ghostNot Rintrah, but the “Ghost of a Flea” that Blake once “saw”

Another lesson from Blake — have the courage to admit utter, overwhelming mystification when you encounter it. He wrote the poem Tyger after seeing a tiger that had been brought back from Africa and put on public display in London. Blake often used lions and tigers in his poems to symbolize various things, but upon seeing a real one face to face, his view of a peaceful and loving Creator was turned upside down. Notice the question he asks at the end of the well known first verse:

Tyger, tyger burning bright,
In the forests of the night,
What immortal hand or eye
Could frame thy fearful symmetry?

The question is left unanswered throughout:

Did he laugh, his work to see;
Did he who made the Lamb make thee?

And is even sharpened at the end:

What immortal hand or eye
Dare form thy fearful symmetry?

That final question mark is the most honest question mark in the history of poetry.

Posted by Yakaru


Louise Hay is a dangerous quack

January 24, 2014

I often get “hits” on this site from people searching for information relating to Louise Hay. One of the most frequently viewed posts is one  about her teachings — that you can heal all diseases by using affirmations. 

The post asks why Louise Hay decided to have numerous facelifts, rather than use the methods she teaches. If affirmations cured her cancer (where medical science failed), then surely her affirmations can also get rid of a few wrinkles. But it seems it’s only her customers who have the honor of testing out her miracle cures.

Since I wrote that post, a slow but regular stream of Hay’s fans have repeatedly left what is essentially the same comment: that Louise Hay does NOT claim to have a cancer cure.

When I have pointed to Hay both directly claiming, and clearly implying that she does, they reply that her teachings are not the actual words on the page or the sentences she speaks. Rather, they argue, people should “take that which resonates with them” and “leave the rest”. She does not make the claims I say she does, i.e., that thinking specific thoughts will heal specific illnesses, they insist. And they deny that any of her products could ever lead anyone to believe such a thing. In other words, Hay’s fans say she is not a quack as long as you understand her in the right way….. And I suppose products like her Cancer Healing CDs are supposed to be metaphorical or something. I don’t know.

CDLHCANC-L1Cancer: Discover Your Healing Power by Louise Hay

From one commenter:

…It was a 4 day retreat and not once did I hear either one of them speak in the black and white language you so vehemently say she professes….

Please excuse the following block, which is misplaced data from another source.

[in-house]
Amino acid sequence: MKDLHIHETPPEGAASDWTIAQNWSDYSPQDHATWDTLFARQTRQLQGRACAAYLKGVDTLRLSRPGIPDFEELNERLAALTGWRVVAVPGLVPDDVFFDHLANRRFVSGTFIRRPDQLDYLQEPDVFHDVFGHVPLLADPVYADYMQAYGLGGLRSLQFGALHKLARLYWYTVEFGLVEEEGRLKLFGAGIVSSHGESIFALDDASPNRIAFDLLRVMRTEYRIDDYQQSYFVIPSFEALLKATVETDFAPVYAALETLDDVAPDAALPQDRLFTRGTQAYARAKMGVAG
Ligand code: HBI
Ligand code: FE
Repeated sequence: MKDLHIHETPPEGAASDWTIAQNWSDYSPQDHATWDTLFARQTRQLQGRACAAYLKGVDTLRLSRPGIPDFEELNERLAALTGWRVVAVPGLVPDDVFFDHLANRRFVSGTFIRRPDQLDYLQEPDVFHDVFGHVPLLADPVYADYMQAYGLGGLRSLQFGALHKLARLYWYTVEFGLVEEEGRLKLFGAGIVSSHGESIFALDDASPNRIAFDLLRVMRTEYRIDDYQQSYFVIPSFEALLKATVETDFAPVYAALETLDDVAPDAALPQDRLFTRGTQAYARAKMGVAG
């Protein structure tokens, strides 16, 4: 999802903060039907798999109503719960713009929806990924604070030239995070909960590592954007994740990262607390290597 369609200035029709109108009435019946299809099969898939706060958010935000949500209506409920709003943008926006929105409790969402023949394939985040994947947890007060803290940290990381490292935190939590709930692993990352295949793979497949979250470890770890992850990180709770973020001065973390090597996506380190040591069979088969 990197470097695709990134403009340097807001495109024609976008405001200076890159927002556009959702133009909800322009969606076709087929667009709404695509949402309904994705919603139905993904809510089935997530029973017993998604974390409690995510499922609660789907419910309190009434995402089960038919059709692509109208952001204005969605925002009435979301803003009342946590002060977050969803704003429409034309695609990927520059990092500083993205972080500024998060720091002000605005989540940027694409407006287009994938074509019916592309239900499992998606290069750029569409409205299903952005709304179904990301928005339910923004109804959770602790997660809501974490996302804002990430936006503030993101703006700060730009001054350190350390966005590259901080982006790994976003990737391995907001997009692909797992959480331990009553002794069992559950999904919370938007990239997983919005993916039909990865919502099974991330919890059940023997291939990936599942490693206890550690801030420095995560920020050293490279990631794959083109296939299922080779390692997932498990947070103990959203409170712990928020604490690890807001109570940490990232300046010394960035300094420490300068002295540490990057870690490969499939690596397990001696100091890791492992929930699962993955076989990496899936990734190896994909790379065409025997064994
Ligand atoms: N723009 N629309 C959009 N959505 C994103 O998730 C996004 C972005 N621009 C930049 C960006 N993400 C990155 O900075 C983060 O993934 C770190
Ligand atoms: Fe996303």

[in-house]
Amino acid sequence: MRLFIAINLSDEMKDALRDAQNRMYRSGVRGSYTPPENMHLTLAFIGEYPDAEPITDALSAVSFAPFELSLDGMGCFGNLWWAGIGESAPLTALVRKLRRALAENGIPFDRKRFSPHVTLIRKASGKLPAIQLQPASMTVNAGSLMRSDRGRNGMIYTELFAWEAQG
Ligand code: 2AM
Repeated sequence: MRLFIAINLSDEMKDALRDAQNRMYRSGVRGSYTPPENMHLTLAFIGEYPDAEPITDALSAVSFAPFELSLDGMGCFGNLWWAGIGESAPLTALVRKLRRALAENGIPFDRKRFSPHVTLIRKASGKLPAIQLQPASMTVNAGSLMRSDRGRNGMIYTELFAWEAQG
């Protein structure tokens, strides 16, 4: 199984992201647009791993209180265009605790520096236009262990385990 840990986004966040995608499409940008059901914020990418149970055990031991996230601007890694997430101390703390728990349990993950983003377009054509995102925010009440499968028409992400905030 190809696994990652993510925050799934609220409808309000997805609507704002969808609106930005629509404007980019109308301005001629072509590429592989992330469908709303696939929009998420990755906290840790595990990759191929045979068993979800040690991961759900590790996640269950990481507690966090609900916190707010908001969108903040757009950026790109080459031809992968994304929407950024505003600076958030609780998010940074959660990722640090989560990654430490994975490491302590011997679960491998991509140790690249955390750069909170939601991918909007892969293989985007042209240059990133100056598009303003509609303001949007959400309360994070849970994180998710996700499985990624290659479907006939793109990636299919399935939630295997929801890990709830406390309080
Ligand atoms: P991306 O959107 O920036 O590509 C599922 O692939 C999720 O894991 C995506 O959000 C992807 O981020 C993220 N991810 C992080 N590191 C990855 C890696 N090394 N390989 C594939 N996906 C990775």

If I hear something that resonates for me, I can choose to take that and leave whatever doesn’t fit for me. I don’t believe there are mindless droves of human sheep who are experiencing some kind of horrendous consequences from reading her books. AND if there are, that’s not about her, it’s about each person who chooses to disregard their own inner truth.

Well it’s not me who needs to hear that Louise Hay doesn’t claim she can cure cancer – please tell those who hopefully typed the following words into a search engine and for some reason landed here on this site:

Sample of Search Engine Terms from the last few months

louise hay cancer affirmations
louise l hay cancer cured
louise hay ms
louise l hay cancer
louise hay cancer of the lip
what does louise hay eat for cancer
louise hay rape
louise hay cancer success stories
louise hay cervical cancer
youtube louise hay breast cancer
louise hays aids work
louis hay + what do seizures mean?
what does louis m hay say causes cancer
what does louise hay say about skin cancer
what does louise hay say about skin cancer?
what does louise hay say about breast cancer
louise hay cervical cancer cause
louise hay &+ epilepsy
louise hay why people get cancer
louise hay cervical cancer affirmations
louise hay on breast cancer
louise hay heal your life reasons for skin cancer
louise hay vaginal cancer
louise hay skin cancer
what does louise hay eat for cancer
what ails my body can be fixed with my mind louise hay
what does louise hay say about strokes
louise hay and nicotine addiction

Needless to say, Louise Hay is not qualified to speak on any of these matters. 

And I don’t get much traffic here. It must be the merest fraction of a percent of the traffic Louise Hay’s site gets. I shudder to think of what will happen to people like this if Hay’s story about healing her own cancer “resonates” with them. As the commenter above said, if they believe it and they die, it’s their own fault for “disregarding their inner truth” — not Hay’s fault. 

Please, from now on commenters, get on the forums and tell hopeful or desperate people like these exactly what you keep telling me — that Louise Hay doesn’t mean it when she says she can cure these things.

And one last one:

louise l hay affirmations seem to have failed. ruined.

Posted by Yakaru


“Atheism is Vandalism!” — Hitchens responds

January 22, 2014

From a panel discussion about “Religion and Culture” featuring Christopher Hitchens and two writers on religion, Zachary Karabell and Jonathan Kirsch…..

About 51 minutes in comes this attack on Christopher Hitchens and atheism from Jonathan Kirsch–